• Reduce TV watching (especially of reality TV shows that glorify celebrity and excess).
  • Monitor internet use.
  • Stop obsessing about perfect grades and focus instead on the joy of learning for its own sake.

I couldn’t agree more with these recommendations. Having taught a number of classes myself, I have witnessed the ridiculous inflation in students’ expectations of top grades. I think it’s time we turned attention back to the family and reintroduce some of the basic skills that many addicts find themselves learning much too late… Often in recovery.

Conversation with an addiction expert – Chris Evans, opiate master

Here at A3 we have already armed you with over 400 articles’ worth of knowledge on a wide variety of topics such as sex, gambling, and alcohol addictions. Our articles have in the past been written mostly by the team members at A3 (with a few notable guest pieces) based upon research findings and personal experience. Now we decided to expand our reach and get a different kind of perspective, broadening the knowledge we are able to provide to you and providing you expert opinion on commonly asked questions that the public often has about addiction.

Chris Evans, Ph.D.Our first expert is Christopher J. Evans (PhD) who is a professor in the David Geffen School of Medicine at UCLA. In addition to his work at the school of medicine, Evans is also a part of the UCLA Opioid Research Center, and Shirley and Stefan Hatos Center for Neuropharmacology. Evans is particularly interested in opioid drugs and is currently working on discovering the differential signaling at opioid receptors. Some of his past work has touched on withdrawal and on the theory of opponent processes involved in withdrawal, a counter to the theory that a rebound from over-activation is the whole story in the withdrawal process.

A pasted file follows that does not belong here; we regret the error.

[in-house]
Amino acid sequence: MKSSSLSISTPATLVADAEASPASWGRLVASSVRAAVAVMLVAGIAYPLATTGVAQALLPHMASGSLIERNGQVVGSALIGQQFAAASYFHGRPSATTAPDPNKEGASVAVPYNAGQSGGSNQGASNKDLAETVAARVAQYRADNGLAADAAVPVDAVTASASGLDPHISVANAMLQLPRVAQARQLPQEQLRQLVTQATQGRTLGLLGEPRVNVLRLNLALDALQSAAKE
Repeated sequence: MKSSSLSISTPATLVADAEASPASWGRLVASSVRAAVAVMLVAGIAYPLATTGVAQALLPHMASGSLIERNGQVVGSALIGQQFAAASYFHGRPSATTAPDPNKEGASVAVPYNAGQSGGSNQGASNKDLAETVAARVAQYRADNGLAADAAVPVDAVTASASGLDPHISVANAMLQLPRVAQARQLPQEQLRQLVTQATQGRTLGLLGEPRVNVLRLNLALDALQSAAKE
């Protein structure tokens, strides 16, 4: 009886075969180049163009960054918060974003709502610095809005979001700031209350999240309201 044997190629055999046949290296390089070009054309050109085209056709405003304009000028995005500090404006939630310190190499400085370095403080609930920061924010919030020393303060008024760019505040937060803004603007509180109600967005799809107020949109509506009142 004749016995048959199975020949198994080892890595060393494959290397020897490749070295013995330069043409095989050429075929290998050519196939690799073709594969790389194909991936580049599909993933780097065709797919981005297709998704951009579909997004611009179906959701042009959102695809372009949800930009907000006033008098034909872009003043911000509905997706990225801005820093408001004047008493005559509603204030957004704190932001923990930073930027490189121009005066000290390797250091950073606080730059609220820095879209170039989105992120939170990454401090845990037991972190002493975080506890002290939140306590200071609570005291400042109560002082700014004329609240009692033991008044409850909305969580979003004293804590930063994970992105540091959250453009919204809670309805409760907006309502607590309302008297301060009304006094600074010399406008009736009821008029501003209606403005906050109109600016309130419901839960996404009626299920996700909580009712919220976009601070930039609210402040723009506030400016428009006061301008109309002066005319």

11 answers from an addiction expert

1 ) How did you become interested/specialized in addiction research?

Following my PhD studies in protein chemistry where I studied enkephalins and endorphins – opioids in our brains.

2 ) If you had to sum-up your “take” on substance use disorders in a few sentences, what would those be?

A sad disease where an obsession develops for an abused substance that creates fluctuating hedonic states. Increasingly there is decline to a negative hedonic state that can only be relieved by the abused drug.

3 ) What have been the most meaningful advances in the field in your view over the past decade?

The development of genetic models and imaging to begin to tease out circuits involved in liking a drug, withdrawal from a drug and drug craving.

4 ) What are the biggest barriers the field still needs to overcome?

Resolving the interaction of genetics and environment in creating phenotypes such as depression and anxiety leading to susceptibility to substance abuse.

5 ) What is your current research focused on?

Opioid drugs and the differential signaling at opioid receptors.

6 ) What do you hope to see get more research attention in the near future?

Inhalants and genetic studies aimed at behavioral phenotypes relevant to obsessive substance use .

7 ) How do you think the Health Care reform recently passed will affect addiction treatment?

It appears that there will be more attention paid to substance use disorders.  With increased access to health services the treatment of substance disorders is likely to become more of a focus.

8 ) What is your view regarding the inclusion of behavior/process addictions in the field?

They should be included.  Many of the process addictions have the same co-morbidities with substance use disorders and these are what need to be understood.

9 ) What is your view on the relative importance of Nature Vs. Nurture?

They are intertwined ? the interaction of nature with nurture directs our behaviors so neither should be considered more important than the other.  Either nature or nurture can be a disaster for a life.

10 ) In your view, what are some of the biggest misconceptions that the public still holds about addiction?

That addiction is driven solely by the acute rewarding effects of the drug and not by subsequent adaptations induced by the drug including dysphoria or memories of drug action.